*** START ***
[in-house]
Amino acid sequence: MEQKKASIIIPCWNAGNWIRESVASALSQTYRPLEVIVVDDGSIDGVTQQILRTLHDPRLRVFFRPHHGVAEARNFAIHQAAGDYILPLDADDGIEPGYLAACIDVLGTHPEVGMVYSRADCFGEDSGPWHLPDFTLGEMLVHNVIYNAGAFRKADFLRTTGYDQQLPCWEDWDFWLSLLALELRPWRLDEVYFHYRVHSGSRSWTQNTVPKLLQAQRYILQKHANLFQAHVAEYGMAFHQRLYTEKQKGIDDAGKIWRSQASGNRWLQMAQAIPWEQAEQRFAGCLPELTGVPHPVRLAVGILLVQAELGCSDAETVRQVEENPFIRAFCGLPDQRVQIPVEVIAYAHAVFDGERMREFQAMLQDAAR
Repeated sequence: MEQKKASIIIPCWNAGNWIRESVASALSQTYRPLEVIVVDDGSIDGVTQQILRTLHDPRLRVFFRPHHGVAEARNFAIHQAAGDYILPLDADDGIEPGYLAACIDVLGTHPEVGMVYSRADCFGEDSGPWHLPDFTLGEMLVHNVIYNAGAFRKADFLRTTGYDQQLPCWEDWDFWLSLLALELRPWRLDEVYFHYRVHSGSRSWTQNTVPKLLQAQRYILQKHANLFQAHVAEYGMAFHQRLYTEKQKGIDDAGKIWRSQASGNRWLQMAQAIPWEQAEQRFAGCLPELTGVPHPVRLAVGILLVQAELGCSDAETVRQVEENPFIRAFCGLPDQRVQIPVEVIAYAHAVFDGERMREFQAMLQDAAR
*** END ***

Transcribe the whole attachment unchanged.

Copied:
[in-house]
Amino acid sequence: MEQKKASIIIPCWNAGNWIRESVASALSQTYRPLEVIVVDDGSIDGVTQQILRTLHDPRLRVFFRPHHGVAEARNFAIHQAAGDYILPLDADDGIEPGYLAACIDVLGTHPEVGMVYSRADCFGEDSGPWHLPDFTLGEMLVHNVIYNAGAFRKADFLRTTGYDQQLPCWEDWDFWLSLLALELRPWRLDEVYFHYRVHSGSRSWTQNTVPKLLQAQRYILQKHANLFQAHVAEYGMAFHQRLYTEKQKGIDDAGKIWRSQASGNRWLQMAQAIPWEQAEQRFAGCLPELTGVPHPVRLAVGILLVQAELGCSDAETVRQVEENPFIRAFCGLPDQRVQIPVEVIAYAHAVFDGERMREFQAMLQDAAR
Repeated sequence: MEQKKASIIIPCWNAGNWIRESVASALSQTYRPLEVIVVDDGSIDGVTQQILRTLHDPRLRVFFRPHHGVAEARNFAIHQAAGDYILPLDADDGIEPGYLAACIDVLGTHPEVGMVYSRADCFGEDSGPWHLPDFTLGEMLVHNVIYNAGAFRKADFLRTTGYDQQLPCWEDWDFWLSLLALELRPWRLDEVYFHYRVHSGSRSWTQNTVPKLLQAQRYILQKHANLFQAHVAEYGMAFHQRLYTEKQKGIDDAGKIWRSQASGNRWLQMAQAIPWEQAEQRFAGCLPELTGVPHPVRLAVGILLVQAELGCSDAETVRQVEENPFIRAFCGLPDQRVQIPVEVIAYAHAVFDGERMREFQAMLQDAAR